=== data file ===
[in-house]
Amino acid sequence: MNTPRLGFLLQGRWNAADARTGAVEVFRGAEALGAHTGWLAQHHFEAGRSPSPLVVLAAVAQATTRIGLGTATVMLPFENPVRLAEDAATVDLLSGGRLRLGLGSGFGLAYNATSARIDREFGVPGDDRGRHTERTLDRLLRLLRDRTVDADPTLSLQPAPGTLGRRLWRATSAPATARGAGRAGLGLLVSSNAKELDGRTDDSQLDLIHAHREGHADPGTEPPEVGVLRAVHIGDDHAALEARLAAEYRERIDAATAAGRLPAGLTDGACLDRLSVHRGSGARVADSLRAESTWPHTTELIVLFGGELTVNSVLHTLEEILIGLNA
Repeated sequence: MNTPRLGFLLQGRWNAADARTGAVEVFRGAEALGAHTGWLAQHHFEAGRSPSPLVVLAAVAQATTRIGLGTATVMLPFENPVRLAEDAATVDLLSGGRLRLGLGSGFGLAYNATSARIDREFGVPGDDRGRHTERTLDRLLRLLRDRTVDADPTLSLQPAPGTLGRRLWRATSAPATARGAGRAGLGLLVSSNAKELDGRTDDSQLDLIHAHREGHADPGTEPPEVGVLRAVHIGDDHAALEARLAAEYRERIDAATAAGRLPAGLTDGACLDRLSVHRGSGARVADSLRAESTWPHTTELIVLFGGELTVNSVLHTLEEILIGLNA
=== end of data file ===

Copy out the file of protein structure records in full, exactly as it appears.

[in-house]
Amino acid sequence: MNTPRLGFLLQGRWNAADARTGAVEVFRGAEALGAHTGWLAQHHFEAGRSPSPLVVLAAVAQATTRIGLGTATVMLPFENPVRLAEDAATVDLLSGGRLRLGLGSGFGLAYNATSARIDREFGVPGDDRGRHTERTLDRLLRLLRDRTVDADPTLSLQPAPGTLGRRLWRATSAPATARGAGRAGLGLLVSSNAKELDGRTDDSQLDLIHAHREGHADPGTEPPEVGVLRAVHIGDDHAALEARLAAEYRERIDAATAAGRLPAGLTDGACLDRLSVHRGSGARVADSLRAESTWPHTTELIVLFGGELTVNSVLHTLEEILIGLNA
Repeated sequence: MNTPRLGFLLQGRWNAADARTGAVEVFRGAEALGAHTGWLAQHHFEAGRSPSPLVVLAAVAQATTRIGLGTATVMLPFENPVRLAEDAATVDLLSGGRLRLGLGSGFGLAYNATSARIDREFGVPGDDRGRHTERTLDRLLRLLRDRTVDADPTLSLQPAPGTLGRRLWRATSAPATARGAGRAGLGLLVSSNAKELDGRTDDSQLDLIHAHREGHADPGTEPPEVGVLRAVHIGDDHAALEARLAAEYRERIDAATAAGRLPAGLTDGACLDRLSVHRGSGARVADSLRAESTWPHTTELIVLFGGELTVNSVLHTLEEILIGLNA